Does Hillsborough County need a new $41-million jail? Perhaps not, according to a study commissioned by the county.
That is good news to residents of Brandon, who are opposed to a new jail planned near Falkenburg Road. It is better news for Hillsborough County commissioners who don't have the money to build and staff a new jail. The report, by the Institute for Law and Policy Planning in Berkeley, Calif., cost the county $75,000.
"That $75,000 could wind up saving the county millions," said Hillsborough County Commission Chairman Ed Turanchik, who pushed for the study after an earlier study, done by an architectural firm, said a new jail was needed quickly.
Turanchik hopes that jail alternatives _ such as drug and alcohol treatment, release of more non-violent inmates, faster processing of convicted felons to state prisons and special monitoring devices for certain prisoners _ will allow the county to handle its jail population for at least the rest of this decade.
Jails are expensive to build and more expensive to maintain. A temporary jail facility, currently under construction at the Falkenburg Road site, will cost taxpayers $2-million to build and $5-million a year to operate. That money might be better spent on drug and alcohol treatment, because most inmates are addicts or serious substance abusers, and on job training, because the study found that most of the prisoners coming into the county jail were unemployed at the time of their arrest.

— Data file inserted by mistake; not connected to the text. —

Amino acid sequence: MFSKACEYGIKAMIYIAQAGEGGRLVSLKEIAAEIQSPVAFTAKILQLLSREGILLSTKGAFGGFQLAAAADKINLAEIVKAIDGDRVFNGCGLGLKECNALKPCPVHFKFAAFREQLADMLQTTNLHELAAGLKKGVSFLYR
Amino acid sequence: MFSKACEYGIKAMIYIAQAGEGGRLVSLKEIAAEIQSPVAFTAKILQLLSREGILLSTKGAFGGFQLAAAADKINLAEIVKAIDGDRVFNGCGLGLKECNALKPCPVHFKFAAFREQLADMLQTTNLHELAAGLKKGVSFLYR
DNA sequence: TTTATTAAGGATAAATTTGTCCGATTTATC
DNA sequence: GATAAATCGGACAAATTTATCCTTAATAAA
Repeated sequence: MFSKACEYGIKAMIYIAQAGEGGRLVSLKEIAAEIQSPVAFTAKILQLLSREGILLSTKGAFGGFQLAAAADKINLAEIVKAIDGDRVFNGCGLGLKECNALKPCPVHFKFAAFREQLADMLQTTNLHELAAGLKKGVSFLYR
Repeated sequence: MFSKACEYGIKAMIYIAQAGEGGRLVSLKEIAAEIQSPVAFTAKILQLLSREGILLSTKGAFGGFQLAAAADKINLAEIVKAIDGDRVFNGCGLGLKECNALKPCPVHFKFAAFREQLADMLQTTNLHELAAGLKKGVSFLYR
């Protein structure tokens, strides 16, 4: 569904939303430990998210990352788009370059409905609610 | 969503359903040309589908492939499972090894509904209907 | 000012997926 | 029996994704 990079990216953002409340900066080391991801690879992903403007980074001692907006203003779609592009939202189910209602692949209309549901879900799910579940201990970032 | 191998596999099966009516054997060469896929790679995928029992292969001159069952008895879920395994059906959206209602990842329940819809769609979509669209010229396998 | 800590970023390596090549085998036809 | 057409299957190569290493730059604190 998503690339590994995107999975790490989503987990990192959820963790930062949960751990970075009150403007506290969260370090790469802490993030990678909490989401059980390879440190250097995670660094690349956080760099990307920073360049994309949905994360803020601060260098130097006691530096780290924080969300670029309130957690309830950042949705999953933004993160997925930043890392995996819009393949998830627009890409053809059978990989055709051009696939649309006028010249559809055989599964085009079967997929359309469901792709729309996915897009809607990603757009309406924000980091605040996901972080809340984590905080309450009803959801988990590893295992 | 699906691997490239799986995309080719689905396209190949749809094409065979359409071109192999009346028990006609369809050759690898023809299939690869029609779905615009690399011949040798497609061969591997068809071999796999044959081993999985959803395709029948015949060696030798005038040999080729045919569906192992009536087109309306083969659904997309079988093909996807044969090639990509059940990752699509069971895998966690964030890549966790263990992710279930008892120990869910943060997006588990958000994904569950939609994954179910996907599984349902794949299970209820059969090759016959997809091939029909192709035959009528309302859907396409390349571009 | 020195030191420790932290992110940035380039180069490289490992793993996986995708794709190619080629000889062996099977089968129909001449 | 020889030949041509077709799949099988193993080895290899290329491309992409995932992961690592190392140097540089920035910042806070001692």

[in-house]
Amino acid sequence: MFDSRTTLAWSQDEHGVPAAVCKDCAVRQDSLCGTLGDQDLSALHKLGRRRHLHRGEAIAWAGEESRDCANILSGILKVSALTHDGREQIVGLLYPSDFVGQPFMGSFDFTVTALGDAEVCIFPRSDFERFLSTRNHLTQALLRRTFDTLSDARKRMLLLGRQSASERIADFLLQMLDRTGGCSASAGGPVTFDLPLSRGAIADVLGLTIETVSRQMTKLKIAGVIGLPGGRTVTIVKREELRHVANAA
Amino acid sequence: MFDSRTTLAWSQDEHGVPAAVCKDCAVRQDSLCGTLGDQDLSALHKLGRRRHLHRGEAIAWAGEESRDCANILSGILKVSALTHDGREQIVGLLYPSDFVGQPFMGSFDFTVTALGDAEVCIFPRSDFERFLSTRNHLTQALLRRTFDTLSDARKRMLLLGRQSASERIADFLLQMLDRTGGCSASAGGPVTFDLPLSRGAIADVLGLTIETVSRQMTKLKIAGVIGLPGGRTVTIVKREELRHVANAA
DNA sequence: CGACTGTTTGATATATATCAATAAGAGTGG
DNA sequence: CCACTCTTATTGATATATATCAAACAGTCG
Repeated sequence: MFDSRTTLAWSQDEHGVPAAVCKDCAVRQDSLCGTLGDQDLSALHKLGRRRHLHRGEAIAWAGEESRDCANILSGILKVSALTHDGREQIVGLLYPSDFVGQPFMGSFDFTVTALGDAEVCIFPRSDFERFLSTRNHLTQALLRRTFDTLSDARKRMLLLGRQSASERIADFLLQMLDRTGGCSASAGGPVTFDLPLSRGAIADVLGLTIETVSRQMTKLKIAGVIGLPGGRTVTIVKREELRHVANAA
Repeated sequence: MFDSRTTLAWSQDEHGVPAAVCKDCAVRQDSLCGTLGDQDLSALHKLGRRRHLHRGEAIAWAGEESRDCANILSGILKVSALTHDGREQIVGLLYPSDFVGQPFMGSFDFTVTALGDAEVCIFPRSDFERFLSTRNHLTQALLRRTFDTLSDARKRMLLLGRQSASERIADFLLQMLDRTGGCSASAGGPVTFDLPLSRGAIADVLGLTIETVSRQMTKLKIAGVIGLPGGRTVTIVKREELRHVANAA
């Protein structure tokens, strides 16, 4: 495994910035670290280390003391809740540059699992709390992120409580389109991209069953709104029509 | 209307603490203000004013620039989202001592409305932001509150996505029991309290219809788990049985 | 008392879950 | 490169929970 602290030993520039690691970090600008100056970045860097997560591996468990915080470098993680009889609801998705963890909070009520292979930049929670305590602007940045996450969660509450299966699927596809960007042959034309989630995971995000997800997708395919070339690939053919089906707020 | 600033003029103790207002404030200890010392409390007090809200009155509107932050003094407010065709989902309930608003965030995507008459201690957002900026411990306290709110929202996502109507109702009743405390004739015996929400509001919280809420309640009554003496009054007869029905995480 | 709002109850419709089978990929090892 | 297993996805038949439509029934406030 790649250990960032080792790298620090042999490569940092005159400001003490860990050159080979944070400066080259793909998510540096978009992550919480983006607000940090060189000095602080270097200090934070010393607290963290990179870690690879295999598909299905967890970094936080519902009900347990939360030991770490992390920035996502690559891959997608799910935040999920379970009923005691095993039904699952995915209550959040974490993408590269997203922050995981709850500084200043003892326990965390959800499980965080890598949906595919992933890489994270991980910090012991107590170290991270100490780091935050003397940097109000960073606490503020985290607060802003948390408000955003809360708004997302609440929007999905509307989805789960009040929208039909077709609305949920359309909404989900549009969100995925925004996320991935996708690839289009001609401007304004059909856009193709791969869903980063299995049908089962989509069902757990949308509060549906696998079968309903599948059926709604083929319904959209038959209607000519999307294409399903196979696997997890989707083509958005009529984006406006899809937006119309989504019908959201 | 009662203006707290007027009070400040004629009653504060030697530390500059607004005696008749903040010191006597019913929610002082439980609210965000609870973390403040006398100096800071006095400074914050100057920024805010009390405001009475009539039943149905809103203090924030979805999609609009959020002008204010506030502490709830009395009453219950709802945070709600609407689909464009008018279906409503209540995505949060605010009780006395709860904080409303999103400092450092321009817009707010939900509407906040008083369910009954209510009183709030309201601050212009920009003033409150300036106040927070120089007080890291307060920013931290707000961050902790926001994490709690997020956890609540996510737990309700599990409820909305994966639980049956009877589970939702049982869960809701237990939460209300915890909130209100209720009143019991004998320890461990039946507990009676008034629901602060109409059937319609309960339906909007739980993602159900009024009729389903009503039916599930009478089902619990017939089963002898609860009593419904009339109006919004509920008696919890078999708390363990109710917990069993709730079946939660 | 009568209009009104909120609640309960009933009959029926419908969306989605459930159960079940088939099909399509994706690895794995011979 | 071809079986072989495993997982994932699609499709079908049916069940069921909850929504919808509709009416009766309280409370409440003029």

Public opinion polls generally show support for more jails. In reality, though, few communities want jails in their backyards, and taxpayers are seldom willing to pay more taxes to build and maintain new jails. Plus, studies of crime and jail populations indicate almost no link between more jail beds and less crime in a community.
Hillsborough County jails have faced an overcrowding problem in the past and steps need to be taken to keep the jail population under control. The newly reformed Public Safety Council, which brings together criminal justice and local government officials, is looking at ways the different parts of the criminal justice system can work together to keep that population down.
Eventually, Hillsborough County will need more jail space to meet the demands of an increasing population. But according to this study, that day has not arrived. Until it does, Hillsborough County would be wise to spend its money on other things.
A Tuesday editorial on the U.S. Supreme Court nomination of Ruth Bader Ginsburg incorrectly described a military policy she successfully challenged as a lawyer. The policy gave automatic dependent status to the wives of military men but not to the husbands of military women.